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Outdoor coil: The coil on a heat pump system that is located out side or in the ground loop of a groundsourced heatpump. This is so not to be confused with the condensor on an airconditioning system.

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Packaged or self-contained: Refrigeration system where everything including the air moving hardware is kept in one box, such as a window air conditioner or a roof-top unit

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Radiant: System that uses hot surfaces to radiate or convect heat into the environment. Without the use of fans or blowers.

Receiver: Tank on the liquid side of a system that holds excess refrigerant in the system that needs to be there for proper operation.

Refrigerant: Substance used in refrigerating mechanism. It absorbs heat in evaporator by change of state from a liquid to a gas, and releases its heat in a condenser as the substance returns from the gaseous state back to a liquid state.

Refrigerant Lines: Copper lines connecting the outdoor unit and the indoor unit.

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SEER-(Seasonal Energy Efficiency Ratio) - A rating that denotes the efficiency of air conditioning equipment. It is the amount of cooling your equipment delivers for every dollar spent on electricity. It is the ratio of cooling delivered by a system, measured in BTUs, to the dollar cost of the electricity to run the system, as measured in watt-hours. This ratio is determined using specified federal test procedures. The higher the SEER, the more efficient the unit. The more efficient the unit, the lower the operating cost.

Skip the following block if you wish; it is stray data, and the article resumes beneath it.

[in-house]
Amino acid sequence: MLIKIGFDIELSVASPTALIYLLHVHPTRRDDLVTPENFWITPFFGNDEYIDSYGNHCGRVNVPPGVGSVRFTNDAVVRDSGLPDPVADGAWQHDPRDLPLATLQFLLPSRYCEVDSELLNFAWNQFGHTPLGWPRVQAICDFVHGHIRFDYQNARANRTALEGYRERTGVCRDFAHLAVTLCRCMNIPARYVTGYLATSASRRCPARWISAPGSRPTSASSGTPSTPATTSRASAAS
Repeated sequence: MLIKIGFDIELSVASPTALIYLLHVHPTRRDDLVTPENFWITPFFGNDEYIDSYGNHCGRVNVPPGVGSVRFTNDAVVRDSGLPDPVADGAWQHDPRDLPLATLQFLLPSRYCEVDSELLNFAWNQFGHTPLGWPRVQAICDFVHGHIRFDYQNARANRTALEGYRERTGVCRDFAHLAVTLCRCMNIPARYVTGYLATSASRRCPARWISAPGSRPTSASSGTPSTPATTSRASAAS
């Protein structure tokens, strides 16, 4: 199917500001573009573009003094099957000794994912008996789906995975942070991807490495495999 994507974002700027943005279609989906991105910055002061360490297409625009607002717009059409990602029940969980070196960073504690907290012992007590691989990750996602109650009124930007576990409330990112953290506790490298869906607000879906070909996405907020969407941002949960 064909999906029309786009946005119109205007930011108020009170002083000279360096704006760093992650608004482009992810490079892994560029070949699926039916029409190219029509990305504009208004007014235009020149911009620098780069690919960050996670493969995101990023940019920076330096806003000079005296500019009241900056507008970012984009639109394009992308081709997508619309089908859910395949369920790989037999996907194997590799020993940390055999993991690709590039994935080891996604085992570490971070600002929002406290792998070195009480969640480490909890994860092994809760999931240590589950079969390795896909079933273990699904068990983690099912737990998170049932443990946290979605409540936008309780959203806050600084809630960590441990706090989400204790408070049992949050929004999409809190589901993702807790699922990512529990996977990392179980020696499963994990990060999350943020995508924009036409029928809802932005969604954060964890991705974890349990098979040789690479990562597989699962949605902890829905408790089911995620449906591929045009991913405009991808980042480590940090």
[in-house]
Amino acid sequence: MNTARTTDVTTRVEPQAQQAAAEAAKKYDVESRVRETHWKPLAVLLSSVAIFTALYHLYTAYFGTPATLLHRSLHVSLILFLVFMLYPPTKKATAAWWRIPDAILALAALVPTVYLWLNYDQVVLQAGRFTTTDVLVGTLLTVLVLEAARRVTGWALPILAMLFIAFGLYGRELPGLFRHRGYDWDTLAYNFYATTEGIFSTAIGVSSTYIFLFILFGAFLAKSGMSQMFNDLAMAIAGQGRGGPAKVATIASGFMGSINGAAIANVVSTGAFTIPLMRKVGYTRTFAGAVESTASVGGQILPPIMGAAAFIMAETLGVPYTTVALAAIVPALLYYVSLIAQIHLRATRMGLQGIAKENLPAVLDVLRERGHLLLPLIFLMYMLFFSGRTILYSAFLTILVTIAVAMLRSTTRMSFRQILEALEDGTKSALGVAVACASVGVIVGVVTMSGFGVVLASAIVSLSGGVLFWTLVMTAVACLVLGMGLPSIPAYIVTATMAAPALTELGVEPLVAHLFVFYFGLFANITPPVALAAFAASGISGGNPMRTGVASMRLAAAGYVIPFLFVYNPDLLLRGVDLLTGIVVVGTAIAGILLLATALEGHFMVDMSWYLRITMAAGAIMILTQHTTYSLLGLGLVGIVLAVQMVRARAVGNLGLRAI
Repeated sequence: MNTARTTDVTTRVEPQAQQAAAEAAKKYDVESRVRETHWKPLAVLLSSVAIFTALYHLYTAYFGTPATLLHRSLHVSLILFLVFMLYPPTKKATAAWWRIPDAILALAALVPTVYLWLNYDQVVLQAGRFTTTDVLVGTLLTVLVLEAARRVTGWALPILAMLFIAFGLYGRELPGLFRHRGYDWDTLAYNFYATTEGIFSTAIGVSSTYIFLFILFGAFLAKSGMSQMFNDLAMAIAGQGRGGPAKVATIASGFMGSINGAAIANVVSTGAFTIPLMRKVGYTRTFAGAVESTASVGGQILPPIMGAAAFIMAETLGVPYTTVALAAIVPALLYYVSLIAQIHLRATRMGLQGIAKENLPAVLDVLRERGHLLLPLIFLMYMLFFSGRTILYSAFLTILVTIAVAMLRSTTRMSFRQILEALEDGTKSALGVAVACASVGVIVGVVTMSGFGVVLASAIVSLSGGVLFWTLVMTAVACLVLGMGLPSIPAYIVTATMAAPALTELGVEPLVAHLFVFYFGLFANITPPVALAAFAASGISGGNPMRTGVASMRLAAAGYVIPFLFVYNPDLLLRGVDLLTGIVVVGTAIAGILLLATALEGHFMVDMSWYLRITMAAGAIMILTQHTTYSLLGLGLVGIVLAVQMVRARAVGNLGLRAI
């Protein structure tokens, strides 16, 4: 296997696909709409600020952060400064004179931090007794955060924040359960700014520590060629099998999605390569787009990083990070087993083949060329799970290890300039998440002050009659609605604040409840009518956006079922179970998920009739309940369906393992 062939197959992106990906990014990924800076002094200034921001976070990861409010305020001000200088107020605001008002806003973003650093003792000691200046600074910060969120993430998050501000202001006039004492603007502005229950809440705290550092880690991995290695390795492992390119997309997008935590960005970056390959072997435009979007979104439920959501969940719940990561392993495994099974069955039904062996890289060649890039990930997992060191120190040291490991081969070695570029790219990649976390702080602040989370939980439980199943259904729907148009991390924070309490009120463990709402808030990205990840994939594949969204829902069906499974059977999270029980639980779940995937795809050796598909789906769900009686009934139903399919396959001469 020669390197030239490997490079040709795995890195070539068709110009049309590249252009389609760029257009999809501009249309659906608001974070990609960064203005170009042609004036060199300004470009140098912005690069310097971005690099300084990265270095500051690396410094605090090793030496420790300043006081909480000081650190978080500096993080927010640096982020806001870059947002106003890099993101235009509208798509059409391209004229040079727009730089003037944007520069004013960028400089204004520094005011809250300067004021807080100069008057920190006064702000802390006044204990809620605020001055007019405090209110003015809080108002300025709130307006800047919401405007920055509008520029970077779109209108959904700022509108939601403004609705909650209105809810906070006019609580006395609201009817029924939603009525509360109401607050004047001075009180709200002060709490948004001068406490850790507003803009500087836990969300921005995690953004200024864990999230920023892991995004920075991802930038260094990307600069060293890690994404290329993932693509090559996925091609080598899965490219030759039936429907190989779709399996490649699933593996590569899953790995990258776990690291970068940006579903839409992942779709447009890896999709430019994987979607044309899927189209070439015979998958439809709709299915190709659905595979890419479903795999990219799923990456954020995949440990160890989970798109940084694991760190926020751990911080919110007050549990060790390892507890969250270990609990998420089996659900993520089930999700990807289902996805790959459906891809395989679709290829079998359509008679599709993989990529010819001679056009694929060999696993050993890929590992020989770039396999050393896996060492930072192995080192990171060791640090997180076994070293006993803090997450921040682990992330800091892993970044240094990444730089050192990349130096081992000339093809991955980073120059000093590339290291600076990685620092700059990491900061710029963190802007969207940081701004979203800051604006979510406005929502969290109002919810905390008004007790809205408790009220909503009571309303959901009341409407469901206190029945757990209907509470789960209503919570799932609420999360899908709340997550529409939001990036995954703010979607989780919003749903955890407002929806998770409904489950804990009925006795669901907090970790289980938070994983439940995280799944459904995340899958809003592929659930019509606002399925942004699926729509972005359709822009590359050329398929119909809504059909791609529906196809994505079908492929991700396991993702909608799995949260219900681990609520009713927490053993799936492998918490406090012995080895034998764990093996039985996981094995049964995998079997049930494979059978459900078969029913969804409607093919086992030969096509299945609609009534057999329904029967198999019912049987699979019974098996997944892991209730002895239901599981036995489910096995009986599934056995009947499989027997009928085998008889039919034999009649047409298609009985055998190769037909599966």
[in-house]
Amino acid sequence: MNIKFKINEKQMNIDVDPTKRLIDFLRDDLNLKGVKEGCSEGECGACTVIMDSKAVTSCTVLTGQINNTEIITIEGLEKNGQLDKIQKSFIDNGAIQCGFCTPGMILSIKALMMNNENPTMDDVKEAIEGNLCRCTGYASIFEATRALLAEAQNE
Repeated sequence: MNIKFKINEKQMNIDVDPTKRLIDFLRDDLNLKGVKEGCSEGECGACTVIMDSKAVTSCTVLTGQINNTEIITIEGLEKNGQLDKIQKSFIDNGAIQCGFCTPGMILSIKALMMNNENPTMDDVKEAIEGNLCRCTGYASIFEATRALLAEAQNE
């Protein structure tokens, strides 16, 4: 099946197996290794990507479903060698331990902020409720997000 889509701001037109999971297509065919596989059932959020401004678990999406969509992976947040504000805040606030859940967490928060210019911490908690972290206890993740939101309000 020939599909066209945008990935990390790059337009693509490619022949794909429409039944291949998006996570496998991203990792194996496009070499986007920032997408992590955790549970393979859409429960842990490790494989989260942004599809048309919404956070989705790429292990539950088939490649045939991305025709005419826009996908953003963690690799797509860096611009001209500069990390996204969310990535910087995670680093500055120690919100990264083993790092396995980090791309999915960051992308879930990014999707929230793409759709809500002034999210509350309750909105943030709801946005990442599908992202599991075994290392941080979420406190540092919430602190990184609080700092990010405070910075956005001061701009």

Sensible Heat - Heat energy that causes a rise or fall in the temperature of a gas, liquid or solid when added or removed from that material. Sensible heat changes the temperature by changing the speed at which the molecules move.

Sensible cooling capacity An A/C system's capability to remove heat from the air.

Single Package -A central air conditioner which combines both condenser and air handling capabilities in a single packaged unit.

Split System - A central air conditioner consisting of two or more major components. The system usually consists of a compressor-containing unit and condenser, installed outside the building and a non-compressor -containing air handling unit installed within the building. This is the most common type of system installed in a home.

Switchover Valve  A device in a heat pump that reverses the flow of refrigerant as the system is switched from cooling to heating. Also called a reversing valve or four-way valve.

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Thermostat  A temperature control device, typically found on a wall inside the home, that consists of a series of sensors and relays that monitor and control the functions of a heating and cooling system. Programmable thermostats allow you to program different levels of comfort for different times of the day.

Ton -The unit of measurement for air conditioning system capacity. One ton of air conditioning removes 12,000 Btu's of heat energy per hour from a home. Central air conditioners are sized in tons. Residential units usually range from 1 to 5 tons (1200BTU = 1 ton of A.C)

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Upflow A type of air conditioning system that discharges air upward, into an overhead duct system.

Upflow Furnace - A furnace that pulls return air in from the bottom and expels warm air from the top

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Vapor seal A vapor seal is an essential part of preventing moisture infiltration into or migration out of a critical space, such as a data processing center or other room that contains sensitive electronic instrumentation. Essentially, a vapor seal is a barrier that prevents air, moisture, and contaminants from migrating through tiny cracks or pores in the walls, floor, and ceiling into the critical space. Vapor barriers may be created using plastic film, vapor-retardant paint, vinyl wall coverings and vinyl floor systems, in combination with careful sealing of all openings (doors and windows) into the room.

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Year-Round: Air Conditioner which uses gas or oil for heating.